The U.S. Export-Import Bank recently approved a nearly $3 billion loan guarantee to a Colombian oil refinery, one of many recent moves by the bank. In an email interview, Gary Hufbauer, Reginald Jones Senior Fellow at the Peterson Institute for International Economics, discussed the operations of the U.S. Export-Import Bank.
WPR: What is the core mission of the U.S. Export-Import Bank and what are its principal activities?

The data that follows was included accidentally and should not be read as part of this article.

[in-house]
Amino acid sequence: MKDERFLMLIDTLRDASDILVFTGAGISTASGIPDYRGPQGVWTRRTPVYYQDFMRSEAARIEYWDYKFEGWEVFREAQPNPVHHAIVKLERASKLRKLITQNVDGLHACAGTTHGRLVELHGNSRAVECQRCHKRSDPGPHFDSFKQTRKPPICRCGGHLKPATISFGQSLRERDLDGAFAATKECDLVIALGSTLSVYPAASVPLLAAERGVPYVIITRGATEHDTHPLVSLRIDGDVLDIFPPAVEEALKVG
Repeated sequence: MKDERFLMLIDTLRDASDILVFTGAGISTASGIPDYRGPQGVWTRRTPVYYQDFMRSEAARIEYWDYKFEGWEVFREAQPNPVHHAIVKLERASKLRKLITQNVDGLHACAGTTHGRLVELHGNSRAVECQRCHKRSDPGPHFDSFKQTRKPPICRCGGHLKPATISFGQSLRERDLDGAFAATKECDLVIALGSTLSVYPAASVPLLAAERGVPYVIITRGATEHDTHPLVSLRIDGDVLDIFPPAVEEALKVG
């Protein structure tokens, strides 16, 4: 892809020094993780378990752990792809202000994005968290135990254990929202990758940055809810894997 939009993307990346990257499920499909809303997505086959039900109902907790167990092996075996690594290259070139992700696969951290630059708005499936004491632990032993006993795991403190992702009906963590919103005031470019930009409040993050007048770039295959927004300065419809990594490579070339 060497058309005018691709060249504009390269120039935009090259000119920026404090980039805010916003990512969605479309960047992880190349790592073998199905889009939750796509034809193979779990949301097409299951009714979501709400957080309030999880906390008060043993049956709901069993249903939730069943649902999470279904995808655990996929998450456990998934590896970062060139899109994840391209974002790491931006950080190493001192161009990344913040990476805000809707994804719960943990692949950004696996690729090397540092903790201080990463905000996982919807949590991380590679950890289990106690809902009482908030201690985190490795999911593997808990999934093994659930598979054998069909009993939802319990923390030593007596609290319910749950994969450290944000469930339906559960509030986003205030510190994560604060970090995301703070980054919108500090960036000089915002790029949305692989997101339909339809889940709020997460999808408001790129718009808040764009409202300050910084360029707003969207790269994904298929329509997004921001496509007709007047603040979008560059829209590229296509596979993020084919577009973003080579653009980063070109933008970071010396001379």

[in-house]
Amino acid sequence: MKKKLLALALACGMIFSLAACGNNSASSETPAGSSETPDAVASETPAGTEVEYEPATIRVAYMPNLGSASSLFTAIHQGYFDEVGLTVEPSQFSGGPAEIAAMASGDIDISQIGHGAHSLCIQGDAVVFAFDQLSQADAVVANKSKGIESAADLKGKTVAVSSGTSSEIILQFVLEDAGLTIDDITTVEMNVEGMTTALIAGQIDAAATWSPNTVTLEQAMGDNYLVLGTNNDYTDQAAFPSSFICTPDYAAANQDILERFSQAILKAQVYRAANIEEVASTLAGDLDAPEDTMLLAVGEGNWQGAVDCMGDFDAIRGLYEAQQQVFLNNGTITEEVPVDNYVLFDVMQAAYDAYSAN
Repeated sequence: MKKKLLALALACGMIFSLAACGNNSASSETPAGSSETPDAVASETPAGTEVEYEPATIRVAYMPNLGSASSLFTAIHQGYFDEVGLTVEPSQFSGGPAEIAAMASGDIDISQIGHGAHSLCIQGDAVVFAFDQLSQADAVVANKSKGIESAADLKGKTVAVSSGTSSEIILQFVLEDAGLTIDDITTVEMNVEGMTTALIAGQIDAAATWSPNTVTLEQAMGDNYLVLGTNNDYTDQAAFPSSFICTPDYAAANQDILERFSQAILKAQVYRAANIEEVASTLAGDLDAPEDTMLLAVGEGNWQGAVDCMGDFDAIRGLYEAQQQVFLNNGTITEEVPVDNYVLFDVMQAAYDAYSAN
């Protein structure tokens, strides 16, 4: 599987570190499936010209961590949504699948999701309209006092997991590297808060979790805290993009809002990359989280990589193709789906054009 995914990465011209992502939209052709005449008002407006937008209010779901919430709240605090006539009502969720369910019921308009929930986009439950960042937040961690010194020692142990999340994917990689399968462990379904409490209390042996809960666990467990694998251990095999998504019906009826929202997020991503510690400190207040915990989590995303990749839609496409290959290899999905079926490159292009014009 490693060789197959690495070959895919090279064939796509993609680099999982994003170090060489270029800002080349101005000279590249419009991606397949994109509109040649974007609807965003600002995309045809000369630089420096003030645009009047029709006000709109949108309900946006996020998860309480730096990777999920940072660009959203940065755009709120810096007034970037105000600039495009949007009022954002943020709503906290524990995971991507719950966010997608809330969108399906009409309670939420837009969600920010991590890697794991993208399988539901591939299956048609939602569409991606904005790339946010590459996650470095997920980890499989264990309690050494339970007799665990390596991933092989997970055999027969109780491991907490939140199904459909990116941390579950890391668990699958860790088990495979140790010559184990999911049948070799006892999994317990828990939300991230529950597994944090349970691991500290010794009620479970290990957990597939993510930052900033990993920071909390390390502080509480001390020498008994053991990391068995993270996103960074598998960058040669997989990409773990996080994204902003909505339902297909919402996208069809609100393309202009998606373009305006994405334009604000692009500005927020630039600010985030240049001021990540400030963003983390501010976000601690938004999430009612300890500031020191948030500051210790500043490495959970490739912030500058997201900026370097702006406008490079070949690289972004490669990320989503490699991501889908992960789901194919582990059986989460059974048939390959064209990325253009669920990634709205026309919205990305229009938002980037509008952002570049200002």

Gary Hufbauer: The core mission of the U.S. Export-Import Bank should be to promote U.S. exports of goods and services in circumstances where financing conditions make a difference. The bank carries out its mission by providing direct credits to U.S. suppliers and foreign buyers and by guaranteeing bank loans that finance export transactions. In what circumstances is support by the Export-Import Bank likely to make a difference? In my opinion, these are transactions that exhibit one or more of the following characteristics: first, expensive capital goods, such as airplanes or power plants, that have useful lives of a decade or more, and require financing to match their useful lives; second, export sales to unstable countries that have a record of abrupt change in government or economic policy; third, export sales of services such as utility management or educational testing or large construction projects; and fourth, circumstances where a U.S. exporter is competing with a subsidized third-country exporter.